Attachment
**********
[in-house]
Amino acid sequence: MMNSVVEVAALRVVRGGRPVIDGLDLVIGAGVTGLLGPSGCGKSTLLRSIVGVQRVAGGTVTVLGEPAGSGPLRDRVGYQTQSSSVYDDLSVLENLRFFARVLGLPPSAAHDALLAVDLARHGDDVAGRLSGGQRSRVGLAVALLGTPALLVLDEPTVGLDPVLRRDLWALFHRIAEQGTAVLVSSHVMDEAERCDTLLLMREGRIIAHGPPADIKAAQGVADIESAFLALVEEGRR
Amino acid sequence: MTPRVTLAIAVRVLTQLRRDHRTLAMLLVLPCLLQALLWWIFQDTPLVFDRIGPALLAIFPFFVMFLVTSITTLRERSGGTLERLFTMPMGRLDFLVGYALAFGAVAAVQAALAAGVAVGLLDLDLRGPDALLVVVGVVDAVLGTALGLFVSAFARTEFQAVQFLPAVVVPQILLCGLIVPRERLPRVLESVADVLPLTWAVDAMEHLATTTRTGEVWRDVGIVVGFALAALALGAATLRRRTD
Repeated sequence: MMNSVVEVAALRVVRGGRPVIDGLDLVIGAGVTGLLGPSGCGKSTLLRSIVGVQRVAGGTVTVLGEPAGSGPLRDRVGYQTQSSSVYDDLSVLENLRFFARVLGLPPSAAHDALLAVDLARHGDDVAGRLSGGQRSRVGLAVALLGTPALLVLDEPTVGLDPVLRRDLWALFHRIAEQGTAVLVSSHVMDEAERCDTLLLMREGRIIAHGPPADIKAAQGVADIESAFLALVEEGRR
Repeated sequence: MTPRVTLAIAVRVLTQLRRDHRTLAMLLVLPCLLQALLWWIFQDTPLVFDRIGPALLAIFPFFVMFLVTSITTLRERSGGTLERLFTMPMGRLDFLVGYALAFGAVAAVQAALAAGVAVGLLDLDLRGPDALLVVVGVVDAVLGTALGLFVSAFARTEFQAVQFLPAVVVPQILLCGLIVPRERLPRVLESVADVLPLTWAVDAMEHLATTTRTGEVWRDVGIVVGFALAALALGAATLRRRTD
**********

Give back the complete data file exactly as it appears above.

[in-house]
Amino acid sequence: MMNSVVEVAALRVVRGGRPVIDGLDLVIGAGVTGLLGPSGCGKSTLLRSIVGVQRVAGGTVTVLGEPAGSGPLRDRVGYQTQSSSVYDDLSVLENLRFFARVLGLPPSAAHDALLAVDLARHGDDVAGRLSGGQRSRVGLAVALLGTPALLVLDEPTVGLDPVLRRDLWALFHRIAEQGTAVLVSSHVMDEAERCDTLLLMREGRIIAHGPPADIKAAQGVADIESAFLALVEEGRR
Amino acid sequence: MTPRVTLAIAVRVLTQLRRDHRTLAMLLVLPCLLQALLWWIFQDTPLVFDRIGPALLAIFPFFVMFLVTSITTLRERSGGTLERLFTMPMGRLDFLVGYALAFGAVAAVQAALAAGVAVGLLDLDLRGPDALLVVVGVVDAVLGTALGLFVSAFARTEFQAVQFLPAVVVPQILLCGLIVPRERLPRVLESVADVLPLTWAVDAMEHLATTTRTGEVWRDVGIVVGFALAALALGAATLRRRTD
Repeated sequence: MMNSVVEVAALRVVRGGRPVIDGLDLVIGAGVTGLLGPSGCGKSTLLRSIVGVQRVAGGTVTVLGEPAGSGPLRDRVGYQTQSSSVYDDLSVLENLRFFARVLGLPPSAAHDALLAVDLARHGDDVAGRLSGGQRSRVGLAVALLGTPALLVLDEPTVGLDPVLRRDLWALFHRIAEQGTAVLVSSHVMDEAERCDTLLLMREGRIIAHGPPADIKAAQGVADIESAFLALVEEGRR
Repeated sequence: MTPRVTLAIAVRVLTQLRRDHRTLAMLLVLPCLLQALLWWIFQDTPLVFDRIGPALLAIFPFFVMFLVTSITTLRERSGGTLERLFTMPMGRLDFLVGYALAFGAVAAVQAALAAGVAVGLLDLDLRGPDALLVVVGVVDAVLGTALGLFVSAFARTEFQAVQFLPAVVVPQILLCGLIVPRERLPRVLESVADVLPLTWAVDAMEHLATTTRTGEVWRDVGIVVGFALAALALGAATLRRRTD